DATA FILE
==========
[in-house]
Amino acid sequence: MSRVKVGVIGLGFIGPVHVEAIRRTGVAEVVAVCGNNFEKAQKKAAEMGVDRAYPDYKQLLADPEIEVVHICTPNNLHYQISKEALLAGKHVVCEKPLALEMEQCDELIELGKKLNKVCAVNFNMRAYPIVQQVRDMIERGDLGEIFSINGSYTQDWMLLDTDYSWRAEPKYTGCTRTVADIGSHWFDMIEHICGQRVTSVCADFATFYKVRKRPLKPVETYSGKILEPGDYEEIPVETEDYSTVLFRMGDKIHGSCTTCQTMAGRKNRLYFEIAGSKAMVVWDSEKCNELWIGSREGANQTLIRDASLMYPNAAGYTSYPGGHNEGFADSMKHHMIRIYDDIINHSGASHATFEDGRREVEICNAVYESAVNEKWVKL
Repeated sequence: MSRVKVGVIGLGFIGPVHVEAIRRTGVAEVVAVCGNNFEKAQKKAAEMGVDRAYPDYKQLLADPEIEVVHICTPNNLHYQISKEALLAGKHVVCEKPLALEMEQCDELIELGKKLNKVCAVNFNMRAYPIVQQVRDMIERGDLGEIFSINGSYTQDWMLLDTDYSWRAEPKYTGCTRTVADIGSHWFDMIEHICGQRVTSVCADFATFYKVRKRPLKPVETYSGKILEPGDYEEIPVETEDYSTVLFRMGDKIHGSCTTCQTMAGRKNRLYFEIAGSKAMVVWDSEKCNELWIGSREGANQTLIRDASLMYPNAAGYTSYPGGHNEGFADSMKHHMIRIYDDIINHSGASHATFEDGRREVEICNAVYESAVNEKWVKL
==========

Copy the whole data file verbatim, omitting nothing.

[in-house]
Amino acid sequence: MSRVKVGVIGLGFIGPVHVEAIRRTGVAEVVAVCGNNFEKAQKKAAEMGVDRAYPDYKQLLADPEIEVVHICTPNNLHYQISKEALLAGKHVVCEKPLALEMEQCDELIELGKKLNKVCAVNFNMRAYPIVQQVRDMIERGDLGEIFSINGSYTQDWMLLDTDYSWRAEPKYTGCTRTVADIGSHWFDMIEHICGQRVTSVCADFATFYKVRKRPLKPVETYSGKILEPGDYEEIPVETEDYSTVLFRMGDKIHGSCTTCQTMAGRKNRLYFEIAGSKAMVVWDSEKCNELWIGSREGANQTLIRDASLMYPNAAGYTSYPGGHNEGFADSMKHHMIRIYDDIINHSGASHATFEDGRREVEICNAVYESAVNEKWVKL
Repeated sequence: MSRVKVGVIGLGFIGPVHVEAIRRTGVAEVVAVCGNNFEKAQKKAAEMGVDRAYPDYKQLLADPEIEVVHICTPNNLHYQISKEALLAGKHVVCEKPLALEMEQCDELIELGKKLNKVCAVNFNMRAYPIVQQVRDMIERGDLGEIFSINGSYTQDWMLLDTDYSWRAEPKYTGCTRTVADIGSHWFDMIEHICGQRVTSVCADFATFYKVRKRPLKPVETYSGKILEPGDYEEIPVETEDYSTVLFRMGDKIHGSCTTCQTMAGRKNRLYFEIAGSKAMVVWDSEKCNELWIGSREGANQTLIRDASLMYPNAAGYTSYPGGHNEGFADSMKHHMIRIYDDIINHSGASHATFEDGRREVEICNAVYESAVNEKWVKL